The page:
WICHITA, Kan. (AP/WCMH) — A new law makes it illegal for police in Kansas to have sex with people they stop for traffic violations or detain in criminal investigations.
The Wichita Eagle reports the new law bans sexual relations “during the course of a traffic stop, a custodial interrogation, an interview in connection with an investigation, or while the law enforcement officer has such person detained.”
Kansas legislators who passed the bill say they were surprised to learn that such activity wasn’t already illegal in Kansas. In fact, before Gov. Jeff Colyer signed the law Thursday, Kansas was among 33 states where consensual sex between police and people in their custody wasn’t a crime, The Wichita Eagle reported.
Rep. Cindy Holscher, a Democrat, introduced the bill. She told the Wichita Eagle part of her inspiration was the case of Lamont McIntyre, a Kansas City man who spent 23 years in prison for a double murder that he did not commit.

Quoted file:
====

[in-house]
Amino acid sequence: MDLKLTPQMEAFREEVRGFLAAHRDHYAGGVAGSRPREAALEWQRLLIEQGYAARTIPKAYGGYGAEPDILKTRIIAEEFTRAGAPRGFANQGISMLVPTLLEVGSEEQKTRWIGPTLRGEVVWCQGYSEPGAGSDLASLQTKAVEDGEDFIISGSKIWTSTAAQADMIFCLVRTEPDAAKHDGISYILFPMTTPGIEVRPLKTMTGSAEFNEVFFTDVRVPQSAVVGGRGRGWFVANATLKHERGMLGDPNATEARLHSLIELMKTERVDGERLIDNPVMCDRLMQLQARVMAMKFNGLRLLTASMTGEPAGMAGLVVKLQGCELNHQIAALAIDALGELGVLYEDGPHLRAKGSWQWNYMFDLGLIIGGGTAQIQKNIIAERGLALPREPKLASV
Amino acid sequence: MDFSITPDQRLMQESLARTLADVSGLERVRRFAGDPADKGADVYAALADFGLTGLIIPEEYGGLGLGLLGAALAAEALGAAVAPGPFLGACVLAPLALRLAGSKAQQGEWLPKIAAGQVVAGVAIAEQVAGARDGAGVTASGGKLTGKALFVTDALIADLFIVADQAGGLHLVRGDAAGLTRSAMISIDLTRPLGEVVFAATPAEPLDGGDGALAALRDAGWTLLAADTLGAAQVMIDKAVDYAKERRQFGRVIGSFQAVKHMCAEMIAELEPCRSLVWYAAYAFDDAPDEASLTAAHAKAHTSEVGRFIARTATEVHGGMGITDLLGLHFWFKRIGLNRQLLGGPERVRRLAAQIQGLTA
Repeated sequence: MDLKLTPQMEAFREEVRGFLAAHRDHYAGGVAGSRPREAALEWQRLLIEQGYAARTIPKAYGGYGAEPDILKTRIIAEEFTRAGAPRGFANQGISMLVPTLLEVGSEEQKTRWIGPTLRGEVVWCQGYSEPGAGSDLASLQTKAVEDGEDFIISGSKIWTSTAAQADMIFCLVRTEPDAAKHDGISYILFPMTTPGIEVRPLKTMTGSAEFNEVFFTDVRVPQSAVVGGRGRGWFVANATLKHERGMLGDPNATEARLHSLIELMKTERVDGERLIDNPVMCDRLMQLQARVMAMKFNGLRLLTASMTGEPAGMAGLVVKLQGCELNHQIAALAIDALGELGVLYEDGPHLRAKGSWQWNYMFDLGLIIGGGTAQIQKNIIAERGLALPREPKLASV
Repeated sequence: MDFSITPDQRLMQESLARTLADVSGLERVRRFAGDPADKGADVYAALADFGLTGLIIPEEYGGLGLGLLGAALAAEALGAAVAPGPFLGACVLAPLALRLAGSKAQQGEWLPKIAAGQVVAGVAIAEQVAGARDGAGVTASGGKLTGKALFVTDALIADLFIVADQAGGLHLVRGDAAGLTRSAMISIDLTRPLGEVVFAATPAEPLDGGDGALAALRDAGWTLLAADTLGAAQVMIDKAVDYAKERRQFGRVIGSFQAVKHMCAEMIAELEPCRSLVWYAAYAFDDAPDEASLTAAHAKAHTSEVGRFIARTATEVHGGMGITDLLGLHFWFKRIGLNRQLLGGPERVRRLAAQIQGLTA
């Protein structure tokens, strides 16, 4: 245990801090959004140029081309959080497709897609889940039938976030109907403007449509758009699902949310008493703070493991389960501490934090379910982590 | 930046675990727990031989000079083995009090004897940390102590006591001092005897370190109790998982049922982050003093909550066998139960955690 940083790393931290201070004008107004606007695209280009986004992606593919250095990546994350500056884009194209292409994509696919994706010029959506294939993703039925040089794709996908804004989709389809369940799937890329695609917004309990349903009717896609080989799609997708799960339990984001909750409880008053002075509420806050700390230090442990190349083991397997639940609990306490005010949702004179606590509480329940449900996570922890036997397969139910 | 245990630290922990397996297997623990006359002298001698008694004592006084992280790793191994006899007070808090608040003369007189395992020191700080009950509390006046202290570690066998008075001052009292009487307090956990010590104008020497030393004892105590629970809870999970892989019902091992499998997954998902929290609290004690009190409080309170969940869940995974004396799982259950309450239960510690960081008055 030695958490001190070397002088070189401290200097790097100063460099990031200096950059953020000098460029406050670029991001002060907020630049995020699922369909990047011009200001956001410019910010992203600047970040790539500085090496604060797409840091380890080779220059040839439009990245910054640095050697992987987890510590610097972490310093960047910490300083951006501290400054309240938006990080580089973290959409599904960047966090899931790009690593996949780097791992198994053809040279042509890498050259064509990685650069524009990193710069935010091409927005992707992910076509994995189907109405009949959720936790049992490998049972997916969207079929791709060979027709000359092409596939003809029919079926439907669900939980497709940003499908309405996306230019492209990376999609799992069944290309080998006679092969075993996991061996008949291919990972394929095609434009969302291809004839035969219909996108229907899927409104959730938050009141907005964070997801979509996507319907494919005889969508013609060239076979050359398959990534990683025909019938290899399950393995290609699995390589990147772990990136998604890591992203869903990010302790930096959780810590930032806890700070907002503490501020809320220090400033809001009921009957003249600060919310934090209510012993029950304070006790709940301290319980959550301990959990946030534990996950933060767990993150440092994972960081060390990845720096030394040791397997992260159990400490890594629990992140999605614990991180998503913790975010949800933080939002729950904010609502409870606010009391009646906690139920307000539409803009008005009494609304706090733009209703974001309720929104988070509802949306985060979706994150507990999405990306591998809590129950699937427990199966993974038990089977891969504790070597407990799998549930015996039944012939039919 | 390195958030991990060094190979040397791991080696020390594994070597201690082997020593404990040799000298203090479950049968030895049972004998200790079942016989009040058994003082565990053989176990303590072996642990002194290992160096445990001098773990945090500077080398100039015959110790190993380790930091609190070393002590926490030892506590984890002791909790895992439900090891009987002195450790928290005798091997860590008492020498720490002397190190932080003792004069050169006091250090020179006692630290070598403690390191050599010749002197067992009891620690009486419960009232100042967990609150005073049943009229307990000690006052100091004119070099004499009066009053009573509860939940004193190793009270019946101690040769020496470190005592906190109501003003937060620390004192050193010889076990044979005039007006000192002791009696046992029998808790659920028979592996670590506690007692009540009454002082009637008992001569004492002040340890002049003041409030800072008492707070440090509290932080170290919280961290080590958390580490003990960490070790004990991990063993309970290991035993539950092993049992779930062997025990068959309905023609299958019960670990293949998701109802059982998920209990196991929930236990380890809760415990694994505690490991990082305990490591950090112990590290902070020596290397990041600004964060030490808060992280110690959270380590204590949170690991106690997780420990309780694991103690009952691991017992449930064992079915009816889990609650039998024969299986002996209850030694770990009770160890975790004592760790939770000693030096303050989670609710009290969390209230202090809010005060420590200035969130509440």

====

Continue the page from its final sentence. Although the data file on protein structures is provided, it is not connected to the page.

McIntyre was released last year after investigators determined the detective who arrested him had long coerced sexual acts from women in Kansas City’s black community, including McIntyre’s mother, by threatening to arrest them or their relatives. McIntyre’s mother said in an affidavit that she believed the detective targeted her son after she spurned his advances.
Holscher said she also was influenced by a New York case where a teenager alleged she was raped by two police officers in the back of their van. No charges were filed because the officers claimed the sex was consensual and therefore legal.
The Kansas bill received bipartisan support. Rep. John Carmichael, a Democrat from Wichita, said he was shocked to learn that such behavior wasn’t already illegal in Kansas when Holscher first discussed the proposal.
Many officers now wear body cameras, so it would be difficult for law enforcement to get away with sex on the job, said Rep. John Whitmer, a Republican from Wichita.
“Most officers are great guys and women who are working hard, but there’s always the one,” Whitmer said.
Information from The Associated Press contributed to this report.